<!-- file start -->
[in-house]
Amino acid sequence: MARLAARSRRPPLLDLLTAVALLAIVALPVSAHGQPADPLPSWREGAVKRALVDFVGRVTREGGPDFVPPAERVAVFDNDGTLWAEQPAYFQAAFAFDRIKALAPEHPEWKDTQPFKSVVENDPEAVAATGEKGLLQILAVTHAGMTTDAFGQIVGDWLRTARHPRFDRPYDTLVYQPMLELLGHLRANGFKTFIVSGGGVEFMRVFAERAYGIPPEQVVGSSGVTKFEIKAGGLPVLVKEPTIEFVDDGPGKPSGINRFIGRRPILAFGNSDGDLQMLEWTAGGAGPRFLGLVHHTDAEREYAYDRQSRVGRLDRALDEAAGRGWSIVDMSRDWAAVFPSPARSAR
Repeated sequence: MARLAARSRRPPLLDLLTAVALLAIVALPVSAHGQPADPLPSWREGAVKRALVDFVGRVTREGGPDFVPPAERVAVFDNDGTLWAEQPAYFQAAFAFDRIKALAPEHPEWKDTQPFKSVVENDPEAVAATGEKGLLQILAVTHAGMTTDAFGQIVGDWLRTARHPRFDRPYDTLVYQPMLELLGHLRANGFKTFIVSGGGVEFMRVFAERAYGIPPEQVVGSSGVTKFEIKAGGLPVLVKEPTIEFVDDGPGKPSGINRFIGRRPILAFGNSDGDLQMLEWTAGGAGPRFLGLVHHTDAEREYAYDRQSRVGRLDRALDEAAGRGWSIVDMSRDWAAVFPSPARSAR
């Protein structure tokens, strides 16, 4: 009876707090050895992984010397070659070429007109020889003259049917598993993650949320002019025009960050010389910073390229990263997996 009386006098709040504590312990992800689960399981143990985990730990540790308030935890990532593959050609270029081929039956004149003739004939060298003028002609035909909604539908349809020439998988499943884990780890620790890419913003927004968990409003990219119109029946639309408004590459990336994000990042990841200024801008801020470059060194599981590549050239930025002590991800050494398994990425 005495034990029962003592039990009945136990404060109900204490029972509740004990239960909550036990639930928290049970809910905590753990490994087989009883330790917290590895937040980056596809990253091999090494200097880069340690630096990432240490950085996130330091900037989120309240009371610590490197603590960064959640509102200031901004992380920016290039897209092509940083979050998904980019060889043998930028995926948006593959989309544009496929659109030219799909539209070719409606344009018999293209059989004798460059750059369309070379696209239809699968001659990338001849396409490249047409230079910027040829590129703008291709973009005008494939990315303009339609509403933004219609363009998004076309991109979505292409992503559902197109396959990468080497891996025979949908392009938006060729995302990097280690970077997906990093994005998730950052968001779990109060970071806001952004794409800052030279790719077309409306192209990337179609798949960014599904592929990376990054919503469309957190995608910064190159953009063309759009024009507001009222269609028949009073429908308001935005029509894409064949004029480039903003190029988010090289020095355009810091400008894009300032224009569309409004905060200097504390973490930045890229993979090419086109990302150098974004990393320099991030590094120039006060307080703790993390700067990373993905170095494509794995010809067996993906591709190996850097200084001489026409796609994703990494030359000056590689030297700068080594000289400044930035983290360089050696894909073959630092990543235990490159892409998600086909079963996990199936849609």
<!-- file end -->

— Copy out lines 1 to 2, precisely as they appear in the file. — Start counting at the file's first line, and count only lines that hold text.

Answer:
[in-house]
Amino acid sequence: MARLAARSRRPPLLDLLTAVALLAIVALPVSAHGQPADPLPSWREGAVKRALVDFVGRVTREGGPDFVPPAERVAVFDNDGTLWAEQPAYFQAAFAFDRIKALAPEHPEWKDTQPFKSVVENDPEAVAATGEKGLLQILAVTHAGMTTDAFGQIVGDWLRTARHPRFDRPYDTLVYQPMLELLGHLRANGFKTFIVSGGGVEFMRVFAERAYGIPPEQVVGSSGVTKFEIKAGGLPVLVKEPTIEFVDDGPGKPSGINRFIGRRPILAFGNSDGDLQMLEWTAGGAGPRFLGLVHHTDAEREYAYDRQSRVGRLDRALDEAAGRGWSIVDMSRDWAAVFPSPARSAR